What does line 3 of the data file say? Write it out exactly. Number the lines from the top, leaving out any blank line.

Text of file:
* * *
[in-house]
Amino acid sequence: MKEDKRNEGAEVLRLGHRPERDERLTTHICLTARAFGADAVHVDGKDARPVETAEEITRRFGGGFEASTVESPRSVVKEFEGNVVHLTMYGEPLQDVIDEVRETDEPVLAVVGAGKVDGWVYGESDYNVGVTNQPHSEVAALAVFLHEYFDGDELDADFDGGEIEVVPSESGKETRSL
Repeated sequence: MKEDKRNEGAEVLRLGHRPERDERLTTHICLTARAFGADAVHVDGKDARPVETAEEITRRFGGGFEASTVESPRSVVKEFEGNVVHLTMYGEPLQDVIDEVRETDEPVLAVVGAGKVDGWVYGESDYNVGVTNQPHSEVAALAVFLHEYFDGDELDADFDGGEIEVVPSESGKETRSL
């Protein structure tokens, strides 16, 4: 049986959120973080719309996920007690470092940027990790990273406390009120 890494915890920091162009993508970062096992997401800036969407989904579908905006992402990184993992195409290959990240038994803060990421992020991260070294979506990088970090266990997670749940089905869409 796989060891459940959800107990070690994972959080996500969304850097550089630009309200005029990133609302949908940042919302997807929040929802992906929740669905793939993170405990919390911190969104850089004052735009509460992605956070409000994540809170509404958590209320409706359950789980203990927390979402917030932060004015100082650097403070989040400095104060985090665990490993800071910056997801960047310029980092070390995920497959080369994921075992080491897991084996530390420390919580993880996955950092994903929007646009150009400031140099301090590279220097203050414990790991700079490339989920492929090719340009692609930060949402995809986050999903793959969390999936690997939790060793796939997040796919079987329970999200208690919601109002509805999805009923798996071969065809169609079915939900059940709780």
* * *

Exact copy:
Repeated sequence: MKEDKRNEGAEVLRLGHRPERDERLTTHICLTARAFGADAVHVDGKDARPVETAEEITRRFGGGFEASTVESPRSVVKEFEGNVVHLTMYGEPLQDVIDEVRETDEPVLAVVGAGKVDGWVYGESDYNVGVTNQPHSEVAALAVFLHEYFDGDELDADFDGGEIEVVPSESGKETRSL